The Time Traveler’s Wife

The Time Traveler’s Wife – (2003) Audrey Niffenegger

The reviews seemed unequivocally positive from both genre sites and from the mainstream media, so I figured this was going to be a ‘shoo in’ for a great time travel novel. I confess that the SF fan in me was really clamoring for the time travel aspect of the story and not so much to emotionally charged husband, wife, family relationships which figured prominently in the story. And that is why I ultimately did not enjoy this book as nearly as much as I had originally hoped.

In a nutshell, the story is about Henry, a man who uncontrollably travels through time. At any point in his ‘real’ time, he can find himself travelling either backwards or forward in time to points within his own lifespan. He often travels to familiar places, but sometimes to completely unknown places. A significant amount of his time travels bring him to a meadow near the house of a girl named Clare. He meets her first at the age of six and knows that he will fall in love with her and she will eventually become his wife. The book documents these time travels in chapter increments that denote his real age, and hers to frame exactly at which point in each of their lives the particular meetings are taking place.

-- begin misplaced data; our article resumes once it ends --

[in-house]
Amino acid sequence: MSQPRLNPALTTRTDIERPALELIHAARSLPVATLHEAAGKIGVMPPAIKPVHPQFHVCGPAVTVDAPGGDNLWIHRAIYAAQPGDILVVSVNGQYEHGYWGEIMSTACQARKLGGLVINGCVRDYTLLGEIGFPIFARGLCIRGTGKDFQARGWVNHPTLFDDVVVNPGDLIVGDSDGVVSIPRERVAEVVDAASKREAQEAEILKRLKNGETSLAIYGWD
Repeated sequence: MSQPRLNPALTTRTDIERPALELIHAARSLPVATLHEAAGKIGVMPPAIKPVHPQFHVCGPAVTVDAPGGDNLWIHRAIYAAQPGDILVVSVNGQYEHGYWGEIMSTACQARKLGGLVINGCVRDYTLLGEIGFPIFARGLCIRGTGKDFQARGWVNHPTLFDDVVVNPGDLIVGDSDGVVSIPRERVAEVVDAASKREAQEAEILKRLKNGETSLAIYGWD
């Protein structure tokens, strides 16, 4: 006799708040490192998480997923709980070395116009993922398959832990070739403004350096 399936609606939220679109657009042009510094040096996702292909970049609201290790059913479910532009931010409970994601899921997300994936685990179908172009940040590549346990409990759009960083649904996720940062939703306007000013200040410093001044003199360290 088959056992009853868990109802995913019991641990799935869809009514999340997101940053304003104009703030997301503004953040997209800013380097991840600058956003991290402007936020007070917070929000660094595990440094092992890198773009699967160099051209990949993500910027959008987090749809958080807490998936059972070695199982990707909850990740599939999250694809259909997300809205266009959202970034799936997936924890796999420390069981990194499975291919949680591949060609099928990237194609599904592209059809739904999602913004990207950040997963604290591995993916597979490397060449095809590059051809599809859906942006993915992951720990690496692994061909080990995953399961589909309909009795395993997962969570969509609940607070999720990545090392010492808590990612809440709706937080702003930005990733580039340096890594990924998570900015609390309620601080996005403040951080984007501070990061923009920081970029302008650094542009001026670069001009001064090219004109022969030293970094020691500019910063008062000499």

The story does deliver on the both classic and novel time travel anomalies and situations the characters find themselves in. But the romance is the focus of the story and thus a lot of 500 plus pages are devoted to minutiae of the relationships and it was too much for me. I will give the author credit for setting up some great time paradoxes that are foreshadowed and has the readers waiting to see how the situations will work out. But in the end, the buildups were far more interesting than the climactic moments.

Don’t get me wrong, I’m as sentimental as the next guy. But plodding through hundreds of pages about a couple questioning their love, realizing that their mother did not hate them after all, and wondering about the other person every time they are separated (in time) is not my cup of tea.


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